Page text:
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Doctor's Advice | Is the rhythm method safe?

Published:Saturday | November 19, 2016 | 12:00 AM

Q Doc, we are a young couple in love, and we don't really like condoms.

We have heard that there is something called 'the rhythm method' in which a couple can have sex on certain days of the month but still be safe from pregnancy.

Is this true? One of our friends says that what you have to do is to avoid having sex at the time, which occurs around about a week after the end of the menses. Has she got this right?

By the way, my girl's menses are a little irregular, Doc. Sometimes they are 19 days apart and sometimes about 35.

A Any woman whose menses are irregular should not use the rhythm method. If you don't know when your period is going to arrive, it is difficult to work out your ovulation day.

The rhythm method is based on trying to work out precisely when your ovulation day is, and, therefore, the time at which it would be dangerous for you to have sex. For instance, if a young woman has absolutely regular menses, which occur every 28 days, it is probable that she will ovulate round about 12 to 14 days after the start of a period.

Therefore, she should avoid having sex between about the 10th day of her cycle and the 18th day. Please note that you must always count the days from the start of a period - not from the end!

But if a young lady has periods that are sometimes close together, and sometimes far apart, then working out the 'danger time' becomes much harder.

It can be done, with the aid of a doctor who is expert in the rhythm method. She can show the couple how to do a daily 'temperature chart', which reveals the likely date of ovulation. She can also explain to the young woman how she can keep a record of the nature of her vaginal secretions, because round about the time of ovulation, the fluid changes in appearance and feel.

But these techniques are not too easy to use. So unless you have the help of an expert doctor (or nurse), I feel that you should use some other method of contraception.

Have you thought of using the female condom? That is often a lot easier to use than the male one. You can buy it in many pharmacies these days. The young woman just puts it inside her vagina immediately before sex. And after having sex, she throws it away. It's well worth a try.

Q Doc, I am a guy of 18 and I notice that I have definite homosexual tendencies. This is really making me fret. I cannot sleep at night.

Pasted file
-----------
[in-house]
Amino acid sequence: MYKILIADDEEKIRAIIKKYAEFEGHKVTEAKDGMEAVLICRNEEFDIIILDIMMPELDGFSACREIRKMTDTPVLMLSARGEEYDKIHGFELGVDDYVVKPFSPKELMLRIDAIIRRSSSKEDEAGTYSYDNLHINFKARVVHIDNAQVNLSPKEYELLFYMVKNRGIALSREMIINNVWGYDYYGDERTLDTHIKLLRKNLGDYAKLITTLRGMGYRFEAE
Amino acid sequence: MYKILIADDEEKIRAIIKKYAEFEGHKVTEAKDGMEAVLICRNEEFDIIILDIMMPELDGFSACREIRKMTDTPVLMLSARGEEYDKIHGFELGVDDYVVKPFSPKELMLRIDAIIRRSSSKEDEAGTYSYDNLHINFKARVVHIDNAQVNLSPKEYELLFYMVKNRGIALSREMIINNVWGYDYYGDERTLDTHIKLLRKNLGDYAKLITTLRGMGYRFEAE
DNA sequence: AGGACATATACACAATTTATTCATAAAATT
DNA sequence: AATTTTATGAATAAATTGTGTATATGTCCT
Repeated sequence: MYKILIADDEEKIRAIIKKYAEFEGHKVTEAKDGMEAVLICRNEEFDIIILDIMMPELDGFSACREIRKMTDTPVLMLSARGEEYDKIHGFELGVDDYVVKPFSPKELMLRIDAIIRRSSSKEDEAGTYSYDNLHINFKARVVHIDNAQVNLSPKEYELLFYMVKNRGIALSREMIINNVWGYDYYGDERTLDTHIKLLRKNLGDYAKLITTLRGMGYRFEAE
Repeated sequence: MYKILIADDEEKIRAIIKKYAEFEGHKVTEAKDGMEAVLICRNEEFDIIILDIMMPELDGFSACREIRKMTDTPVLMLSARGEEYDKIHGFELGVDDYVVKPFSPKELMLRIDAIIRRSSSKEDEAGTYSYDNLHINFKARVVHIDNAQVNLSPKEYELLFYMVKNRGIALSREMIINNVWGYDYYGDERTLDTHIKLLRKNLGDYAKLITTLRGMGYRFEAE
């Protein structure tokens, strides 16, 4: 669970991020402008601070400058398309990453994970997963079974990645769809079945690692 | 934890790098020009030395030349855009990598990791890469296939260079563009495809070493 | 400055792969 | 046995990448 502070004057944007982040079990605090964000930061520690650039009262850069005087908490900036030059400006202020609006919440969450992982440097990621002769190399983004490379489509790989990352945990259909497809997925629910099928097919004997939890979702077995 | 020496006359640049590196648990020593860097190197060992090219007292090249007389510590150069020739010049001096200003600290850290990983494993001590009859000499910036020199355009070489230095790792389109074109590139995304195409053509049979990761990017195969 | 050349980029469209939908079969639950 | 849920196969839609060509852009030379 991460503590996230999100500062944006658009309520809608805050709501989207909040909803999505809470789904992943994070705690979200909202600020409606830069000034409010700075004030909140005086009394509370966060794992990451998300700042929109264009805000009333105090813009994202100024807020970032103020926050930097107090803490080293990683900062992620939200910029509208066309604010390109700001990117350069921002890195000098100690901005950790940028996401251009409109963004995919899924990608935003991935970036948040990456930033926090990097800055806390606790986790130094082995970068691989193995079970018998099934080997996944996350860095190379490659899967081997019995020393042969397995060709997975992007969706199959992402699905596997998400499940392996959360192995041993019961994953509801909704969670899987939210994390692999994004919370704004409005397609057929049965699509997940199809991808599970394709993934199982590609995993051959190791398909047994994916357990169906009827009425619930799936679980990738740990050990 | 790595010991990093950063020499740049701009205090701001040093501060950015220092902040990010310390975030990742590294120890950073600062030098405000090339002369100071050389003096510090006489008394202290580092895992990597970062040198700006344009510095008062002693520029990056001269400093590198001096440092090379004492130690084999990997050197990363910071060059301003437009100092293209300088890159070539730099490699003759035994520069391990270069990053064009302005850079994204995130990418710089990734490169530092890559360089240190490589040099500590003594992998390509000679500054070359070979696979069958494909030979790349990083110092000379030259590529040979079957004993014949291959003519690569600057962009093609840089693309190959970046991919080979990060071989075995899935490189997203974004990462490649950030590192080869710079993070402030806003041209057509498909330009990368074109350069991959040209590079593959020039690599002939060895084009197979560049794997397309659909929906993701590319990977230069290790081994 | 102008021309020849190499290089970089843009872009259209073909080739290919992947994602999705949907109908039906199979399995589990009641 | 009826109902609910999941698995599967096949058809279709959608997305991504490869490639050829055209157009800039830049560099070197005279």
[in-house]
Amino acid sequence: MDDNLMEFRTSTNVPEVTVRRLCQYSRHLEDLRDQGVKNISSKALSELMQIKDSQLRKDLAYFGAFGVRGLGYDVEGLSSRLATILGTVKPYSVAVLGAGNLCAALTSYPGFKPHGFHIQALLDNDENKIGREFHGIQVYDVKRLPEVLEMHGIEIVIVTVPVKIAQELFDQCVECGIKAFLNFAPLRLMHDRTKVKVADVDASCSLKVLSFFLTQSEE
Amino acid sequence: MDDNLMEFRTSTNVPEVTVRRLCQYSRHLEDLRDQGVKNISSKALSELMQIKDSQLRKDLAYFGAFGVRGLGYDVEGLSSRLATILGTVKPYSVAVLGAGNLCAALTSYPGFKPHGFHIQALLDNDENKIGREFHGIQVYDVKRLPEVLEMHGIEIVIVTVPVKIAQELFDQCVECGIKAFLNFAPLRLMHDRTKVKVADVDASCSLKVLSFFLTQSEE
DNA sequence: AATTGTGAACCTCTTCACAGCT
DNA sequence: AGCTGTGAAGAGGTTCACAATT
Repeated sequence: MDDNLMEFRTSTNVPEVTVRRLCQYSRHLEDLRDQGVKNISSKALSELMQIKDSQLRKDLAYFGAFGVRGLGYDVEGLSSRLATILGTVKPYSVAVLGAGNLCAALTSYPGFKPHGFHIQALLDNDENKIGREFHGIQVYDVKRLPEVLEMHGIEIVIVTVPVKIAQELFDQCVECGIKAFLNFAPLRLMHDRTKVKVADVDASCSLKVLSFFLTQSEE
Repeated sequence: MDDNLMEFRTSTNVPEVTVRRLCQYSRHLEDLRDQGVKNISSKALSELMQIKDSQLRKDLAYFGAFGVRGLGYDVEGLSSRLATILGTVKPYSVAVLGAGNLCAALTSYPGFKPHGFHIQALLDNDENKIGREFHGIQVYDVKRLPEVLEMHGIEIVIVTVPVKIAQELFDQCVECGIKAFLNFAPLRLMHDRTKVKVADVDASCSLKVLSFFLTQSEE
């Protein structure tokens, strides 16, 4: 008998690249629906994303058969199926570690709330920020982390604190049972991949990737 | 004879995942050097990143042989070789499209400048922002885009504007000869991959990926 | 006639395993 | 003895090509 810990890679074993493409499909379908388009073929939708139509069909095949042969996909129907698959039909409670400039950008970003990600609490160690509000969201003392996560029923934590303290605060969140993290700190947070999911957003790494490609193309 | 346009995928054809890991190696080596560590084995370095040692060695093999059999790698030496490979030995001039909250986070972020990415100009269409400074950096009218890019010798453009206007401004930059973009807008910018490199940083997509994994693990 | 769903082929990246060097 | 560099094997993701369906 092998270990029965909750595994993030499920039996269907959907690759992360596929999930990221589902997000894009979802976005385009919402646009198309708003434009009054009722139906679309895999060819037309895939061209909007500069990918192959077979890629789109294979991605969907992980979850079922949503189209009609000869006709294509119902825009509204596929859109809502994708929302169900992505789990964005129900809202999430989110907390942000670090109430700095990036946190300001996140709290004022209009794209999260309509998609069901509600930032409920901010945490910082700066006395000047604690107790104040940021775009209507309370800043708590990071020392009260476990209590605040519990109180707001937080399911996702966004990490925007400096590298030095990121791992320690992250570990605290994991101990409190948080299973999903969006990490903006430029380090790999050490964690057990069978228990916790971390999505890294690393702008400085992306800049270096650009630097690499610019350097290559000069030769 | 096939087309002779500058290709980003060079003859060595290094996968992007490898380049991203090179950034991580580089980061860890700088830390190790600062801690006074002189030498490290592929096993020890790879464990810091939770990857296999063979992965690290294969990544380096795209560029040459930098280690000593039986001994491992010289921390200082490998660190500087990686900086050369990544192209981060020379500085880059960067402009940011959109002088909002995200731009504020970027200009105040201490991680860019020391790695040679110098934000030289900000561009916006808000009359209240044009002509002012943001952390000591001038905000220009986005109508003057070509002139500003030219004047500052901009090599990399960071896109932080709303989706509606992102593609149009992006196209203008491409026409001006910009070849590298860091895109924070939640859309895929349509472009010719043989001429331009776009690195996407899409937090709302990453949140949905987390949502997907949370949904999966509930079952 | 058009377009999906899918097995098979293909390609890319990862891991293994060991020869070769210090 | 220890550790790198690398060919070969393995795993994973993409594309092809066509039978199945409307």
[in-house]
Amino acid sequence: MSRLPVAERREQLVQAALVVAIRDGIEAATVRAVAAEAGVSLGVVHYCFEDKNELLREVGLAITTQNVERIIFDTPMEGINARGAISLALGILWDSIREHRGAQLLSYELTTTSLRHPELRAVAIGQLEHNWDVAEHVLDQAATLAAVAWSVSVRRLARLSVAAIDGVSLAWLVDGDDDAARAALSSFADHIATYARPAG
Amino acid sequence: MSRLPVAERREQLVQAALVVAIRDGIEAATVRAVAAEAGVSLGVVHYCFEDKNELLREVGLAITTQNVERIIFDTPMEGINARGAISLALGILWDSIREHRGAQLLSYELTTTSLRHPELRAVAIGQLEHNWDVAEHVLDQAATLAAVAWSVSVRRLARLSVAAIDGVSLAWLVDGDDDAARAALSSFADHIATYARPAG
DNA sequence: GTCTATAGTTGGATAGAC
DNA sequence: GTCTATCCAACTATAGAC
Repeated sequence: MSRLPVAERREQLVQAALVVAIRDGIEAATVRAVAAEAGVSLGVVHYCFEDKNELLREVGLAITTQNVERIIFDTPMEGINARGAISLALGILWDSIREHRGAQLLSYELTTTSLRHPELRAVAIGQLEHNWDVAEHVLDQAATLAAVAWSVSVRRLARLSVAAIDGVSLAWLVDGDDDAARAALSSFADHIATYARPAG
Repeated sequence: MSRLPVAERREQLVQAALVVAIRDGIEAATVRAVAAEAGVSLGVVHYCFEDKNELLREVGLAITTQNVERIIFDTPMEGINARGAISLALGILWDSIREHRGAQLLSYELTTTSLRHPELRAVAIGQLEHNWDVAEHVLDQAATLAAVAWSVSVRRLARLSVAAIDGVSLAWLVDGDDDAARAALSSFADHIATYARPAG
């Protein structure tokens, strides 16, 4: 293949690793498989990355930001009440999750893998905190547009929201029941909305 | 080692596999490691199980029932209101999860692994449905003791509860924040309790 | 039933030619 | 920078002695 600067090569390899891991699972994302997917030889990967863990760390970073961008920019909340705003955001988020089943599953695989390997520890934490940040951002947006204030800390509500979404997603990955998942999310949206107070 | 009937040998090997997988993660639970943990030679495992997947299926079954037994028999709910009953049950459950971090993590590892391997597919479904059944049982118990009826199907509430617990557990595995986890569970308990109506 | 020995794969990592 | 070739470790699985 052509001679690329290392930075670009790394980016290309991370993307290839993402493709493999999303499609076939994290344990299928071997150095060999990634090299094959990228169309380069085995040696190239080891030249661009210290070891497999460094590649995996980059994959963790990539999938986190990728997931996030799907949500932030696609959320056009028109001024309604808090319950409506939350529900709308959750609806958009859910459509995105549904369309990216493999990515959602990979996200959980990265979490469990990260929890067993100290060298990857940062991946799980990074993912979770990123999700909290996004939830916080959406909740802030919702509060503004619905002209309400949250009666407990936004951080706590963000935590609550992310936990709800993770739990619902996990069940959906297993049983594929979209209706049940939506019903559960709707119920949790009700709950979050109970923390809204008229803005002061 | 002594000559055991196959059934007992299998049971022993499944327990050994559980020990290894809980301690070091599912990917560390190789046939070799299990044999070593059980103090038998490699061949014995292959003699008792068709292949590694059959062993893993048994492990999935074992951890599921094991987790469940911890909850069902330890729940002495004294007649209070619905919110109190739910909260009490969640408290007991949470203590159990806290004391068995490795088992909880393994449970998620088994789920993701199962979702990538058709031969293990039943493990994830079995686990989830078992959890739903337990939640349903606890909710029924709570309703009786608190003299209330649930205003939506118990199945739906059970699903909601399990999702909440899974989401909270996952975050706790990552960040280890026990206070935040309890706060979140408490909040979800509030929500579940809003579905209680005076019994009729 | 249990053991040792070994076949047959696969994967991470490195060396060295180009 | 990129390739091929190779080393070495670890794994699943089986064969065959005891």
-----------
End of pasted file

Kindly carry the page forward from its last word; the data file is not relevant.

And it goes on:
Could I get some hormones from a doctor in order to make me straight?

A Unfortunately, no. Homosexuality is not caused from changes in the hormones. Gay guys have exactly the same hormones as straight guys do. So giving hormone therapy cannot help.

As you are in some distress, you should talk things over with an experienced youth counsellor. Having half a dozen therapy sessions could help you to work out which way your life should go.

Q I am female, age 17. Doc, I don't know why I did this, but last Tuesday, I went with two guys on the beach - one after the other, five minutes apart. I did not enjoy it.

Do you think I will come to any harm?

A Well to be frank, this was pretty crazy behaviour. Let us hope that you are not pregnant - since it would be difficult to work out who the babyfather would be.

In my view, you should now go to a doctor or a clinic and get yourself tested for infections, particularly chlamydia, which is very common.

Why did you do this unwise thing? My guess is that you don't value yourself (and your body) very highly. You may well have been seeking some sort of approval or affirmation from the boys. That is often the case with young women who go in for multiple sex partners.

So I suggest that you have a look at some of the 50 million websites on the Internet that deal with self-esteem. Some of them offer quite sensible guides to valuing yourself (and your body) more highly.

Q I am a guy of 21, Doc. And I have never had sex. Some of my friends laugh at me because of that.

Is there anything wrong with being a male virgin? And will I come to any harm?

A No, you will not come to any harm. And there is nothing at all wrong with being a 'male virgin' at the age of 21.

In times gone by, a very high proportion of the male population were still virgins in their 20s. It did them no harm. And they avoided quite a lot of trouble, for instance, infections and pregnancy scares.

So please pay your friends no mind.

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the 'Outlook Magazine' tomorrow.